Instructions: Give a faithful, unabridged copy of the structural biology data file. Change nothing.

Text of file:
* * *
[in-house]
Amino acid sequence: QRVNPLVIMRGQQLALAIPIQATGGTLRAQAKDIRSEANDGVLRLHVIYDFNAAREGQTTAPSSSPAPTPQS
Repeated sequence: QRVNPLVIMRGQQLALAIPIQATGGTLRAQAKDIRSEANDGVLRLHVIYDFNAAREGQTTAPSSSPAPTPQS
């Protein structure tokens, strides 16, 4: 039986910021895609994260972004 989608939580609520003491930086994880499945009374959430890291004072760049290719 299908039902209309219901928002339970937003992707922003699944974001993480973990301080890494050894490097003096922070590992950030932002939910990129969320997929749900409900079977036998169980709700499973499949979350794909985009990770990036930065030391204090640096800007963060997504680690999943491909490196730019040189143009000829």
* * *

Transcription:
[in-house]
Amino acid sequence: QRVNPLVIMRGQQLALAIPIQATGGTLRAQAKDIRSEANDGVLRLHVIYDFNAAREGQTTAPSSSPAPTPQS
Repeated sequence: QRVNPLVIMRGQQLALAIPIQATGGTLRAQAKDIRSEANDGVLRLHVIYDFNAAREGQTTAPSSSPAPTPQS
């Protein structure tokens, strides 16, 4: 039986910021895609994260972004 989608939580609520003491930086994880499945009374959430890291004072760049290719 299908039902209309219901928002339970937003992707922003699944974001993480973990301080890494050894490097003096922070590992950030932002939910990129969320997929749900409900079977036998169980709700499973499949979350794909985009990770990036930065030391204090640096800007963060997504680690999943491909490196730019040189143009000829």